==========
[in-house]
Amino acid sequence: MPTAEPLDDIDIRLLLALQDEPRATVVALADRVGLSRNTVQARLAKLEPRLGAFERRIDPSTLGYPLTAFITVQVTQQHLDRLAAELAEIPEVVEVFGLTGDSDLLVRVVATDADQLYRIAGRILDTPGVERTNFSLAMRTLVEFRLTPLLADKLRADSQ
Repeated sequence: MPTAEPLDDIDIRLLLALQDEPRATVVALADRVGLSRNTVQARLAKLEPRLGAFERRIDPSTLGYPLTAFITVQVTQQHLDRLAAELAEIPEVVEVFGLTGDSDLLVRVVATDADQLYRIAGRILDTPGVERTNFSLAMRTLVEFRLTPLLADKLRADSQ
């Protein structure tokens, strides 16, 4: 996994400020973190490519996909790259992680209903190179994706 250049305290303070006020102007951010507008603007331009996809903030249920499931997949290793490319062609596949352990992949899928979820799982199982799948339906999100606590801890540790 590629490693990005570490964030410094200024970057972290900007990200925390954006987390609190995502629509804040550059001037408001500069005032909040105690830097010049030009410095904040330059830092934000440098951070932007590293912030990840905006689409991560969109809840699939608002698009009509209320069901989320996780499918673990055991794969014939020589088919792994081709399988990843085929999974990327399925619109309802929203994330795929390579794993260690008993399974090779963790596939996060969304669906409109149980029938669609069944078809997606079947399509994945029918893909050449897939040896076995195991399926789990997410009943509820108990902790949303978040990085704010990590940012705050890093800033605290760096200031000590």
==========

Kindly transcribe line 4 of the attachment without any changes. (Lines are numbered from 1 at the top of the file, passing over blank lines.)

């Protein structure tokens, strides 16, 4: 996994400020973190490519996909790259992680209903190179994706 250049305290303070006020102007951010507008603007331009996809903030249920499931997949290793490319062609596949352990992949899928979820799982199982799948339906999100606590801890540790 590629490693990005570490964030410094200024970057972290900007990200925390954006987390609190995502629509804040550059001037408001500069005032909040105690830097010049030009410095904040330059830092934000440098951070932007590293912030990840905006689409991560969109809840699939608002698009009509209320069901989320996780499918673990055991794969014939020589088919792994081709399988990843085929999974990327399925619109309802929203994330795929390579794993260690008993399974090779963790596939996060969304669906409109149980029938669609069944078809997606079947399509994945029918893909050449897939040896076995195991399926789990997410009943509820108990902790949303978040990085704010990590940012705050890093800033605290760096200031000590």